The use of discrete-event simulation modeling to compare handwritten and electronic prescribing systems

Ahmad Ghany, Karim Vassanji, Craig Kuziemsky, Karim Keshavjee*

*Corresponding author for this work

Research output: Contribution to journalArticlepeer-review


Electronic prescribing (e-prescribing) is expected to bring many benefits to Canadian healthcare, such as a reduction in errors and adverse drug reactions. As there currently is no functioning e-prescribing system in Canada that is completely electronic, we are unable to evaluate the performance of a live system. An alternative approach is to use simulation modeling for evaluation. We developed two discrete-event simulation models, one of the current handwritten prescribing system and one of a proposed e-prescribing system, to compare the performance of these two systems. We were able to compare the number of processes in each model, workflow efficiency, and the distribution of patients or prescriptions. Although we were able to compare these models to each other, using discrete-event simulation software was challenging. We were limited in the number of variables we could measure. We discovered non-linear processes and feedback loops in both models that could not be adequately represented using discrete-event simulation software. Finally, interactions between entities in both models could not be modeled using this type of software. We have come to the conclusion that a more appropriate approach to modeling both the handwritten and electronic prescribing systems would be to use a complex adaptive systems approach using agent-based modeling or systems-based modeling.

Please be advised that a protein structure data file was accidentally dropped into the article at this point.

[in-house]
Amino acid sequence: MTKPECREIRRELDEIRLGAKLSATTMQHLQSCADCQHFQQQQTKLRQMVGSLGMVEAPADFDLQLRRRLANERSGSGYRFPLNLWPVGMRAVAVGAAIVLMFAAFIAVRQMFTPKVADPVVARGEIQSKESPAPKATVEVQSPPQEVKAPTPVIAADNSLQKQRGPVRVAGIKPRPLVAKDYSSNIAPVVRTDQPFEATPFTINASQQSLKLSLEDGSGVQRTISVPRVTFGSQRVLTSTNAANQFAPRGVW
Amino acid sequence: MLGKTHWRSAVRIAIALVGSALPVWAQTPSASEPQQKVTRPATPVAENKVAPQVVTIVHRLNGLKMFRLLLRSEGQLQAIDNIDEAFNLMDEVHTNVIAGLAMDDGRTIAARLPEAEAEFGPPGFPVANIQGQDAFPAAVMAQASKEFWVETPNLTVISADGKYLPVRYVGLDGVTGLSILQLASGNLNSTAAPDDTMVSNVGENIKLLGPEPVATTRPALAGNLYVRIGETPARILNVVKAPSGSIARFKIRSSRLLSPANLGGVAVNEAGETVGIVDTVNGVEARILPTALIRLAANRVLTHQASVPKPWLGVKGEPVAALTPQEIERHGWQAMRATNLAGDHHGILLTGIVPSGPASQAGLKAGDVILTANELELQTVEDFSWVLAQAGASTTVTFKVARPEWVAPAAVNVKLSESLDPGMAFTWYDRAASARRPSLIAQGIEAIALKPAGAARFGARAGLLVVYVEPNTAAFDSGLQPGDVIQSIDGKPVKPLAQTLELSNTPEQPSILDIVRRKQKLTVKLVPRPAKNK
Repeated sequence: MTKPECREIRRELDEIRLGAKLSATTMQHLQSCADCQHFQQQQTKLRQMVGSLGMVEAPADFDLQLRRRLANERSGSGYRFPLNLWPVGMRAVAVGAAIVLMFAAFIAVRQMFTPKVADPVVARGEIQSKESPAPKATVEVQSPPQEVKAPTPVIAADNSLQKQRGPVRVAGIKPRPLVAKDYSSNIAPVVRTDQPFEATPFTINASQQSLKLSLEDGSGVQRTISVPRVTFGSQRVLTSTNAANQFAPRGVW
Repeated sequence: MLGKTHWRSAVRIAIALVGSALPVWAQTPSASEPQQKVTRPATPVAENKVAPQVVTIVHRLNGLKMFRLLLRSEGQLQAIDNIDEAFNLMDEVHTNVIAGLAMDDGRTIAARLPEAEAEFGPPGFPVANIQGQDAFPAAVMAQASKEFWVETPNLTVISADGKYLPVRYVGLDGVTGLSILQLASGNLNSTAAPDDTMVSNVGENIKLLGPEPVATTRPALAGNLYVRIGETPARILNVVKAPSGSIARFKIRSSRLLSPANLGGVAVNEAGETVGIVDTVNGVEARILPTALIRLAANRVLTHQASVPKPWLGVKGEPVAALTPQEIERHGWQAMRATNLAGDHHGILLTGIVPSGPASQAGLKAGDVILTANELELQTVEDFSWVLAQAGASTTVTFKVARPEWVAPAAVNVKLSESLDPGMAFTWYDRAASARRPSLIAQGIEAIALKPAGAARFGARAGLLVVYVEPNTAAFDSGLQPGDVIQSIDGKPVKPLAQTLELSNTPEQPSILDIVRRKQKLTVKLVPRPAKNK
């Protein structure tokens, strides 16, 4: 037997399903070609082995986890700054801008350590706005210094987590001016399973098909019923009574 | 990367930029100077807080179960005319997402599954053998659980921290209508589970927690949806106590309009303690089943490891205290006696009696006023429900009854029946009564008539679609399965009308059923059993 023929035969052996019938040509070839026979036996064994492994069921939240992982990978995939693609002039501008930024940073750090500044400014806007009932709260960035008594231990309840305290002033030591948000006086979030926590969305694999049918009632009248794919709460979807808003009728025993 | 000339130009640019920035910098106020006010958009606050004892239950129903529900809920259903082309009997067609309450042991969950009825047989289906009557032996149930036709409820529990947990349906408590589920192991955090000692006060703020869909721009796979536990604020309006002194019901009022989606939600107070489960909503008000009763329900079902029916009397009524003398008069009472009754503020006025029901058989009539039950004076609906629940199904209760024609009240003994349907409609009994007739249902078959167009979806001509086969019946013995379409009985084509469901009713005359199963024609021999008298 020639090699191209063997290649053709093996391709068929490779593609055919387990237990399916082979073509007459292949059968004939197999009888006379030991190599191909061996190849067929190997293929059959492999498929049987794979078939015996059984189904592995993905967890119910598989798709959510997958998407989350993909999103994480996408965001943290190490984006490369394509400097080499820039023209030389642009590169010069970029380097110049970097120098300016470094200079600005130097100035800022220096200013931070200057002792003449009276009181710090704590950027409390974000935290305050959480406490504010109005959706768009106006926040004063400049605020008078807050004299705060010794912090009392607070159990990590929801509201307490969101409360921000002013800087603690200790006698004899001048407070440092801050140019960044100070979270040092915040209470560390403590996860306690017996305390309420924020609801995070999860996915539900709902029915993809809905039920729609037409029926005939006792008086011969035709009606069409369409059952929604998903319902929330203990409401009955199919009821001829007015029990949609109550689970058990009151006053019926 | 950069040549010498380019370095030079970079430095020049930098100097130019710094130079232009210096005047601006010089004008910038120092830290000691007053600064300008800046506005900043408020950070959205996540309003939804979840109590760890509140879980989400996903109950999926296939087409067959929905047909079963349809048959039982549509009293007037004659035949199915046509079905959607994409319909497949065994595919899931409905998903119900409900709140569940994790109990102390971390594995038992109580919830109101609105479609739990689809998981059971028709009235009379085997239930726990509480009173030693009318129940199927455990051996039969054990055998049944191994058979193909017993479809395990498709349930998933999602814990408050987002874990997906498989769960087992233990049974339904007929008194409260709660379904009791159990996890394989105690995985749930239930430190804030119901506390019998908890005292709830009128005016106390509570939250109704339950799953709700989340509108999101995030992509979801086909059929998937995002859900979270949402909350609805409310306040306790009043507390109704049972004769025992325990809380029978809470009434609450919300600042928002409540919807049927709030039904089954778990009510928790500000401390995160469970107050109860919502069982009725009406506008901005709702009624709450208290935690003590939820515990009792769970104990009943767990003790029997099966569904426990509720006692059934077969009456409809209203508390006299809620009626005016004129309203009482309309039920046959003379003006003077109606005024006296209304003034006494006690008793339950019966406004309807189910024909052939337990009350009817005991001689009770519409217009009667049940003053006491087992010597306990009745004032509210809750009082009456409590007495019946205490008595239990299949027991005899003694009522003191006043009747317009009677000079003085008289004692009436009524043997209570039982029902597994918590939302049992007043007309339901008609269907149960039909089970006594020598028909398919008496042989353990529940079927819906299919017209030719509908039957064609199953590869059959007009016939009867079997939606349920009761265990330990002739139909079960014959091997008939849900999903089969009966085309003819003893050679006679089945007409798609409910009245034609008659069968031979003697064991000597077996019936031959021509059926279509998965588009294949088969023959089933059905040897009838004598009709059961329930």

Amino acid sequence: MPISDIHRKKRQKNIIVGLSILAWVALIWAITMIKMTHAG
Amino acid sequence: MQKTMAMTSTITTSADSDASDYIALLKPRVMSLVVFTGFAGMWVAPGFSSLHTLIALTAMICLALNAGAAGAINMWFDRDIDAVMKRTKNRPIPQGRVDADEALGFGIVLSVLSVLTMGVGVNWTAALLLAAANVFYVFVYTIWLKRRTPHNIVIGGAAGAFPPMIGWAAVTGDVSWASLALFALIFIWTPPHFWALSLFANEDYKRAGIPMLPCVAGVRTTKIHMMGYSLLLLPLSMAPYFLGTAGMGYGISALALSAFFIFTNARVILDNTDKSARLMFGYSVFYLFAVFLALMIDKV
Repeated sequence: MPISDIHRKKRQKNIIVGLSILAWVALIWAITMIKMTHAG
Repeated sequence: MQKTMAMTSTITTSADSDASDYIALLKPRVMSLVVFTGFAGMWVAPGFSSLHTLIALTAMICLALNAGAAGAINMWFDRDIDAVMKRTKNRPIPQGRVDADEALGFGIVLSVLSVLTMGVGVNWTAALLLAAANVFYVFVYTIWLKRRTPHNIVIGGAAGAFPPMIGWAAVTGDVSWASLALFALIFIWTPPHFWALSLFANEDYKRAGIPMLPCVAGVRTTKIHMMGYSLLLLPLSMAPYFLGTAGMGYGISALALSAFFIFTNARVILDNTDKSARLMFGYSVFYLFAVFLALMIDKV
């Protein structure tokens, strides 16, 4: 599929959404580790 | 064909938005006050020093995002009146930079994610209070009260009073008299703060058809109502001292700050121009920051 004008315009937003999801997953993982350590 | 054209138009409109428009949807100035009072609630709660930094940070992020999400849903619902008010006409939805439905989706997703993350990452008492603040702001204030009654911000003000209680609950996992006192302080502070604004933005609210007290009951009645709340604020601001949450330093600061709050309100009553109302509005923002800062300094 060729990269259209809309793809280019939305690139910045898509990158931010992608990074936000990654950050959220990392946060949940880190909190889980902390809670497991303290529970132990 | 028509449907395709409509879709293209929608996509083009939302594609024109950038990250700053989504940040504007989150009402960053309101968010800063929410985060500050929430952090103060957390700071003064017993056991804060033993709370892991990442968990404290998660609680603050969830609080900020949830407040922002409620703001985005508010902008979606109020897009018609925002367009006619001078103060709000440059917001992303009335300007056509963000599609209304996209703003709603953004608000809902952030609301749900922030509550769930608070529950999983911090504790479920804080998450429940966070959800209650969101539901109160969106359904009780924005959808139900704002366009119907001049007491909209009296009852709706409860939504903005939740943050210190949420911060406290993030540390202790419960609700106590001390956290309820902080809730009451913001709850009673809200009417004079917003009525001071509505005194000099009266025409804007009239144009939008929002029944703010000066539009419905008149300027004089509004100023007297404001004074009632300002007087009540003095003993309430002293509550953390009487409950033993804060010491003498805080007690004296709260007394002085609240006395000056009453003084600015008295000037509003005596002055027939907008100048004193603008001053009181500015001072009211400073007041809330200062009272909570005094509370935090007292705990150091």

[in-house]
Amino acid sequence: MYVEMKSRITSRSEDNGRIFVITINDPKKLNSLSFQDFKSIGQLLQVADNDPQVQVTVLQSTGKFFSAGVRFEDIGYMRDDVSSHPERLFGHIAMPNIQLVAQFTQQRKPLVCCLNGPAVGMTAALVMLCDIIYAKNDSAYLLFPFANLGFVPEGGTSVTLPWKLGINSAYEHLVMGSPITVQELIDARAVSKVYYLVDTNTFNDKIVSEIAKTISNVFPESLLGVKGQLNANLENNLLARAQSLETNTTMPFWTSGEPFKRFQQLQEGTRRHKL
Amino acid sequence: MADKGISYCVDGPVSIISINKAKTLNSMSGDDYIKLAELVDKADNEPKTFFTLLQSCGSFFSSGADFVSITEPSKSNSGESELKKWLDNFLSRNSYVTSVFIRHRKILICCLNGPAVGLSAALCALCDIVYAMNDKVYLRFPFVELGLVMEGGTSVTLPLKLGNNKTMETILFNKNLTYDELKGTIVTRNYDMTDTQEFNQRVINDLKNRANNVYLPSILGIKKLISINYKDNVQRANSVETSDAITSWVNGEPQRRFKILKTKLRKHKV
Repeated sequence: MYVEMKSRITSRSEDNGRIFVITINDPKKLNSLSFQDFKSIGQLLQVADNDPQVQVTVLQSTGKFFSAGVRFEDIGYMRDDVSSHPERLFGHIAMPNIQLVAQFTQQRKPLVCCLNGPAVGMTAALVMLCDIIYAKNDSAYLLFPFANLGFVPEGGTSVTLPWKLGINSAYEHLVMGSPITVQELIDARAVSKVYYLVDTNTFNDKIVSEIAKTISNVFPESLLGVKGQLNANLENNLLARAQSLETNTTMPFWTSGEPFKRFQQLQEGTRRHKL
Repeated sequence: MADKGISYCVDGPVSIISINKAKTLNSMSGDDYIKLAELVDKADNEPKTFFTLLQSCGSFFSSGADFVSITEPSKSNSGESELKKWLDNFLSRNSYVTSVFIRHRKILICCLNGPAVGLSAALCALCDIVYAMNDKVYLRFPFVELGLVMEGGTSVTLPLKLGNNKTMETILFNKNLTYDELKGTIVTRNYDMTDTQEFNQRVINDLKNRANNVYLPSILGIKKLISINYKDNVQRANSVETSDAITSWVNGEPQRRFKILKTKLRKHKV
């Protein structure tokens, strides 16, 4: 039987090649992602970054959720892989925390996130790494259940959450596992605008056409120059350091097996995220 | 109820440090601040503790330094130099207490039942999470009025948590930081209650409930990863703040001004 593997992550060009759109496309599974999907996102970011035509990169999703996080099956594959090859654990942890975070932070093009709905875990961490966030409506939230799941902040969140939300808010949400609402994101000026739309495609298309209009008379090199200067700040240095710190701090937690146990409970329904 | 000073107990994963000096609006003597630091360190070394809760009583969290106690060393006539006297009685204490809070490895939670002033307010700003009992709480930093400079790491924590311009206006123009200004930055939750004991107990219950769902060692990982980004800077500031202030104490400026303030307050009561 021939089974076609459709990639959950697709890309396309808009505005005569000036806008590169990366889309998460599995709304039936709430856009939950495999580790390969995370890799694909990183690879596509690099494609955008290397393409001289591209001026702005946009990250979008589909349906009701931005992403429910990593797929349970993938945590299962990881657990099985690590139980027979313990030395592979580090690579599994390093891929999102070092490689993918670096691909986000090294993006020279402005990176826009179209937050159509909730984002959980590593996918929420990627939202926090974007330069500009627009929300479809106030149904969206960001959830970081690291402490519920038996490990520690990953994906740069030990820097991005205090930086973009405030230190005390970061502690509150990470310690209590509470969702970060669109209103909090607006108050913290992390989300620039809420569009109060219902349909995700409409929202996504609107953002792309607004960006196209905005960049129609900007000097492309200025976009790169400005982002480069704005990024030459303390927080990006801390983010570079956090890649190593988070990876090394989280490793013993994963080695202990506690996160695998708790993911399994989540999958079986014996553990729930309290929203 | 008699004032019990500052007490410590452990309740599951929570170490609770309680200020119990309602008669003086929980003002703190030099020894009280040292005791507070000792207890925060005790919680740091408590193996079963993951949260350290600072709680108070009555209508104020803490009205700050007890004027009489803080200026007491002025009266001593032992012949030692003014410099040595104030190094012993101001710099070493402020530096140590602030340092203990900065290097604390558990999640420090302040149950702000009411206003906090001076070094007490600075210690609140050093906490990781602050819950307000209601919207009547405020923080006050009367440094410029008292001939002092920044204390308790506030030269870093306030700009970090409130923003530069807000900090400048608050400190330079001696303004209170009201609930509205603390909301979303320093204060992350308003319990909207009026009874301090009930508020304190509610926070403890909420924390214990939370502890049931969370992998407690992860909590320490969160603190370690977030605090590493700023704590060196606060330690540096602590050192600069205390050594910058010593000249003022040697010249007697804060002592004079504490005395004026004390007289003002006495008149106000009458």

Original languageEnglish
Pages (from-to)383-387
Number of pages5
JournalStudies in Health Technology and Informatics
Publication statusPublished - 2013
Externally publishedYes


  • Agent-based Model
  • Complex Adaptive Systems
  • Discrete-event simulation model
  • Electronic Prescribing
  • Handwritten Prescribing


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